1.6180339887... (an Irrational Number)

Have been puzzling inconclusively all morning about how this concept of mediation and proportion applies practically to poetry, & what we do with that.

There's something there, but I haven't quite got at it yet.

Thinking about "dynamic symmetry", a term introduced about a hundred years ago to refer to artistic applications of the Golden Section. The Golden Section, or Golden Ratio : pervasive in ancient/classical art and architecture, due to its comparable pervasiveness in nature (geometry of seashells, sunflowers, the human body, etc.), and also to its curious "dynamic" spatial applications. (It's the mathematical ratio derived when you divide any space into two unequal parts, such that the ratio or proportion of the smaller part to the larger part, equals the ratio of the larger part to the space as a whole. See Wikipedia entry for details.)

What if we imagined some kind of equivalent ratio of symmetry/design in poetry. Not necessarily numerical (such as applying the Fibonacci series to line-counts, etc. - which has been done...). Rather a more abstract concept, some kind of harmonic synthesis. What would be a "ratio of equilibrium" between, say, the medium & the message - such that both medium & message interpenetrate in a dynamic, expansive, resonant way?

Again, I think about this notion of a convergence of opposites. Say the poem is the offspring (& the poet the midwife) of the union of nature & art. So we have these relatively free-standing, integral objects (each with its own internal gyroscope). They are not necessary, in the sense of utilitarian, functional : but they are necessary (if literature is necessary at all) in the sense of invitations to wholeness, awareness, growth, joy, freedom...

A. Pushkin, in a line addressed to his fellow poets, cries : "Ye Sons of Harmony!" (Let's revise that to : Sons & Daughters.) Resonance...

One could gaze Pythagoras-like for a long time into this abyss of harmonic ratios, of mediating proportions. In a cosmos of binary pairs, what is it, exactly, that binds together black/white, night/day, up/down, near/far, joy/sorrow...? The logos or ratio finds affinities : brings unexpected, contrary, seemingly incommensurate things into relationship (harmony). We think of this as the essential process of reason, the intellect itself. What is a metaphor, but the discovery of a previously unseen perceptual or cognitive "rhyme"?

Maybe we start to get a glimpse of the underlying, formative process of poetic making - always devising new wholes (works of art) out of these harmonic discoveries (of things brought into proportionate relationship).

These ideas seem again awfully vague & abstract. But I'm thinking about how they might somehow apply in more specific evaluations. The difference, say, between an indifferent jumble of words, anecdotes, statements, emotions, catch phrases, cliches or undigested imitations, on the one hand - & an integrated whole : a real synthesis of working parts, a new discovery, an intense and unforgettable summation.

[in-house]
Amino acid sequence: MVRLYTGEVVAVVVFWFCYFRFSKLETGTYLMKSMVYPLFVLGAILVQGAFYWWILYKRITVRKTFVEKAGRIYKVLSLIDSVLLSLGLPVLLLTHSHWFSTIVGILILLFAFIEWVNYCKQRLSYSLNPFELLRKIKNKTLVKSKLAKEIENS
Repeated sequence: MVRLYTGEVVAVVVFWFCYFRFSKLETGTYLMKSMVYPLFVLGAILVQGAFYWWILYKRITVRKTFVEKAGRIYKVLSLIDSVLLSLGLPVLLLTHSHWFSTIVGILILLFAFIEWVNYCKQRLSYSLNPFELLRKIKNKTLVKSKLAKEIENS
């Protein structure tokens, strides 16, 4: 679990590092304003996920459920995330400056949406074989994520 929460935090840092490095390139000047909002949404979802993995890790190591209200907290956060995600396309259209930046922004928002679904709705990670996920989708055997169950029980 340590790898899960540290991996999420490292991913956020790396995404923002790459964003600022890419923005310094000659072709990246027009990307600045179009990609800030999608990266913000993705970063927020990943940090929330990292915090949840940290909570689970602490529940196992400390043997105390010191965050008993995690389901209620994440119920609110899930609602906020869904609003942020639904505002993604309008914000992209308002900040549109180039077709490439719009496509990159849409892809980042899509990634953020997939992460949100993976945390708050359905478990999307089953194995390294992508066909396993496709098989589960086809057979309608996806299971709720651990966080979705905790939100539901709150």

Joseph Duemer said...

Quick response: When someone like Silliman or Inger Christensen use the Fibonacci series to organize a poetic text (not that these two poets are necessarily doing the same thing), aren't they making an ontological claim about the status of the poem? Saying that it is an object in nature like any other object? That it is a thing, not a representation of a thing? This is why Matthew's earlier insistence on an imperfect relationship between poem and world strikes me as so important. It is that vein of imperfection that interests me as a poet!

J.H. Stotts said...

the difficulty of poetry should have a threshold effect--that it demands internalization in order to reveal the full dimensions of its logic, or wisdom, or metaphor, or whatever it should be called.
this is where there is a good argument to be made for a ratio or correlation between difficulty (or distance, or the conjunction of opposites) and music (or harmony).
that is, the mnemonic/lyric qualities facilitate the internalization--poems should be carried around in one's head, not because they give pleasure (though that's the the basic) but because they require struggling with--and that's where the 'drama of thought' is affected.
this is a rough formulation of what i think the imperative of our prosody is, what i am looking to work out here. i wonder if this is getting a little more concrete than what we have so far.

Henry Gould said...

Am I right in thinking that Joseph's & Matthew's idea of (imperfect) representation-vs.-natural object, is sort of parallel to J.H.'s idea of difficulty, here?

J.H. Stotts said...

the place where they come together is in the striving for reconciliation--the trauma of that failure to achieve actual representation.
when we're altered by poetry, it comes as a shock, injury--and that's why we require intention in the double meaning of (1)purpose and (2)the healing or coming back together over the wound, the recovery of self.
harold bloom talks about this in a couple ways that i always liked. one is 'overhearing' which is what our own poetry does to us, the dynamic effect our own thoughts have on us when they give us pause. the other is his concept of anxiety, or the unresolved conflict we have with our heroes as we internalize and attempt to overcome them. all these things are difficult.

J.H. Stotts said...

these are crucial concepts for reading ourselves and for coping with inspiration